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  #2  
Unread 09-24-2021, 09:48 PM
Martin Rocek's Avatar
Martin Rocek Martin Rocek is offline
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Hi Julie,
thank you for organizing this! It should be fun!

Martin
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  #3  
Unread 09-25-2021, 01:32 AM
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Ann Drysdale Ann Drysdale is offline
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Thanks, Julie. I'm on it!
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  #4  
Unread 09-25-2021, 04:39 AM
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Sarah-Jane Crowson Sarah-Jane Crowson is offline
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Can I join in? Please! It's fun! I had a go this morning (I do read French, though very badly indeed, and not mediaeval French, but I did study Chaucer years ago so I have a tiny, very ignorant sense of how different the mediaeval universe was).

I haven't had much time yet and I have to work now but this is my attempt so far. I can post revisions I hope!

Sarah-Jane

Version 2

You’d have to practice alchemy
to temper insincerity
and transform it to loyalty
for it’s a brittle bitchiness.

To strive’s the work of lunacy
(you might as well love idleness)
One has to practice alchemy
to temper insincerity.

We read that life’s transmutable
but know it’s irrefutable
that good and bad are opposites.
To forge a truth from falsity
we’d have to practice alchemy


Version 1

You’d have to practice alchemy
to temper insincerity
and turn it into loyalty
the trickster that it is.

It is the work of lunacy
(You might as well love idleness)
You’d have to practice alchemy
to temper insincerity.

The more they seem transmutable
the more it’s irrefutable
that good and bad are opposites.
To forge a truth from falsity
You’d have to practice alchemy

melt base insincerity to 'temper' insincerity

[swapping out 'sweet', for 'base'. Have just read Julie's notes and will come back again as, reading them, I don't think the 'you' in the last strophe is quite right at all! First time I've tried this but it's fun - thank you Julie!]

Last edited by Sarah-Jane Crowson; 09-25-2021 at 01:36 PM.
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  #5  
Unread 09-25-2021, 07:42 AM
George Simmers's Avatar
George Simmers George Simmers is offline
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It would take quite some alchemy
To transform utter Falsity
(Deep-dyed in slick depravity)
To its great opposite, Loyalty.

Believe me, it is lunacy
To waste time on futility
Like dabbling with alchemy
To reform/transform Falsity.

The more you try, the less you’ll be
Convinced that any strategy
Exists to turn indecency
To sweet and lovely Loyalty.
That would take quite some alchemy.
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  #6  
Unread 09-25-2021, 08:17 AM
Roger Slater Roger Slater is offline
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An alchemist is what you'd be
if you could forge a shattered trust
and turn it into something just
and loyal, purged of perfidy.

Go rack your brains until you bust,
exhausted by futility.
An alchemist is what you'd be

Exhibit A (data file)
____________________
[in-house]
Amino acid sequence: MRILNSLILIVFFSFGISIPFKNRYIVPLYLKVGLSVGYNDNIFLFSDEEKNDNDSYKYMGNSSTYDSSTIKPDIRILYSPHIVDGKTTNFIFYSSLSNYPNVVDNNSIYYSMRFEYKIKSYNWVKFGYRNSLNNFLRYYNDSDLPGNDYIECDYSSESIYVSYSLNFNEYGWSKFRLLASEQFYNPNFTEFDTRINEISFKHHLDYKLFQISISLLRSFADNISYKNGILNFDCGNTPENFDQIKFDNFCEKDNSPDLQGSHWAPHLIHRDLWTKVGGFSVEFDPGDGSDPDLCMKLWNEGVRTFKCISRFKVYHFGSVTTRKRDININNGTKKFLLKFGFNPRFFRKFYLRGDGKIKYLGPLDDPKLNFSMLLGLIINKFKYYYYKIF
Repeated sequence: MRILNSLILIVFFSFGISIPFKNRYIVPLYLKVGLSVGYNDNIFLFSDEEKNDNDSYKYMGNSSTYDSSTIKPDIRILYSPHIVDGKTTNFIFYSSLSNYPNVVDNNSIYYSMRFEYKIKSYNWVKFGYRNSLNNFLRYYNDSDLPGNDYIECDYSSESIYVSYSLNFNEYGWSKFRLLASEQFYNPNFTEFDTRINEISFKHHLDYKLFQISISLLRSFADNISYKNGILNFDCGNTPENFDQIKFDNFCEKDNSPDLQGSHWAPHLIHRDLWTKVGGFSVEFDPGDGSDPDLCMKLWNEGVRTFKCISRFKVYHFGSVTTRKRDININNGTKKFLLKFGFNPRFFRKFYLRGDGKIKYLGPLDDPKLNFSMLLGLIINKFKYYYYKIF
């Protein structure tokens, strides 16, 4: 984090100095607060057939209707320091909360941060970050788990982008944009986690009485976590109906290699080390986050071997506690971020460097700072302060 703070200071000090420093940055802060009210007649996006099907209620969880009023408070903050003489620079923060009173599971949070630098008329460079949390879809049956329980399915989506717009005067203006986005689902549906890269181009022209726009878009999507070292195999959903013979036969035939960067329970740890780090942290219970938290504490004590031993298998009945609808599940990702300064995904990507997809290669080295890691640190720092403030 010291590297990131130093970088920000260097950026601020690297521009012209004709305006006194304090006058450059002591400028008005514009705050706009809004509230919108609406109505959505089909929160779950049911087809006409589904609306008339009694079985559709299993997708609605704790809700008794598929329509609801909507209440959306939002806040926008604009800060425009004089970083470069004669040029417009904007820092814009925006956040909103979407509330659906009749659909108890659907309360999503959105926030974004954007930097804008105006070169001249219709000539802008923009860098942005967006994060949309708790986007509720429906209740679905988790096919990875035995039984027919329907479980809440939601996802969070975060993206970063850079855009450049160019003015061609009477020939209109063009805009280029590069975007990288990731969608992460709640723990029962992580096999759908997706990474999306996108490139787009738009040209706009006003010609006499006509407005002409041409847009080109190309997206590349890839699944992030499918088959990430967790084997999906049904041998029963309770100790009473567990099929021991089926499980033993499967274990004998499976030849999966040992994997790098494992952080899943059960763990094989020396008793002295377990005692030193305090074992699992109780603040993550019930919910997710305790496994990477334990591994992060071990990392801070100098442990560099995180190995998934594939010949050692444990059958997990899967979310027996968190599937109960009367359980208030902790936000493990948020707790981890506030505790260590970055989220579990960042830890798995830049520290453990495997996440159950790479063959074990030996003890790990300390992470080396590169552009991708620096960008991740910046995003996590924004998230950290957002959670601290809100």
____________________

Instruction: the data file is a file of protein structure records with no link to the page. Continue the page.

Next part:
if you could forge a shattered trust.

The more you try, the more you'll see
your fondest hopes dissolve to dust.
Faith can't come from faithlessness,
and if it could, at your behest,
an alchemist is what you'd be.

Last edited by Roger Slater; 09-25-2021 at 08:05 PM.
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  #7  
Unread 09-25-2021, 09:13 AM
Julie Steiner Julie Steiner is offline
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We're off to a good start!

In the original post, I've added notes on the rhyme scheme and form, have linked to Wikipedia and WordReference entries, and have translated the entry for "forger" (the original's "forgier") from the Dictionary of the Académie Française above, in case that extra level of detail is helpful.
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Unread 09-25-2021, 12:56 PM
Susan McLean Susan McLean is offline
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One would need alchemy, no less,
to try to change Duplicity
till it’s transformed to Honesty,
so hardened is its spitefulness.

It wastes one’s time without success
and cracks one’s brain with lunacy.
One would need alchemy, no less,
to try to change Duplicity.

The more one delves and tries to guess,
the less one knows with certainty.
To make good will from enmity
when one’s the other’s contrary,
one would need alchemy, no less.
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  #9  
Unread 09-25-2021, 08:42 PM
Martin Rocek's Avatar
Martin Rocek Martin Rocek is offline
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Rondel

The art of alchemy alone
can transmute hardened Falsity
and make it precious Loyalty,
for malice is set deep in stone.

Your head will ache until you moan
“It’s nothing but futility!”
The art of alchemy alone
can transmute hardened Falsity.

With more study, all that’s known
is more and more uncertainty!
What makes virtue from knavery,
two things that are so contrary?
The art of alchemy alone.
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  #10  
Unread 09-26-2021, 02:51 AM
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Ann Drysdale Ann Drysdale is offline
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You’d have to be an alchemist
to render down duplicity
and turn it into loyalty,
so basic is its wicked twist.

Why do your head in? why insist
on spaffing effort uselessly?
Nobody but an alchemist
would try to alter falsity.

The more you play the scientist
the less you guess the recipe.
Righteousness and iniquity
maintain their own integrity.
You’d need to be an alchemist.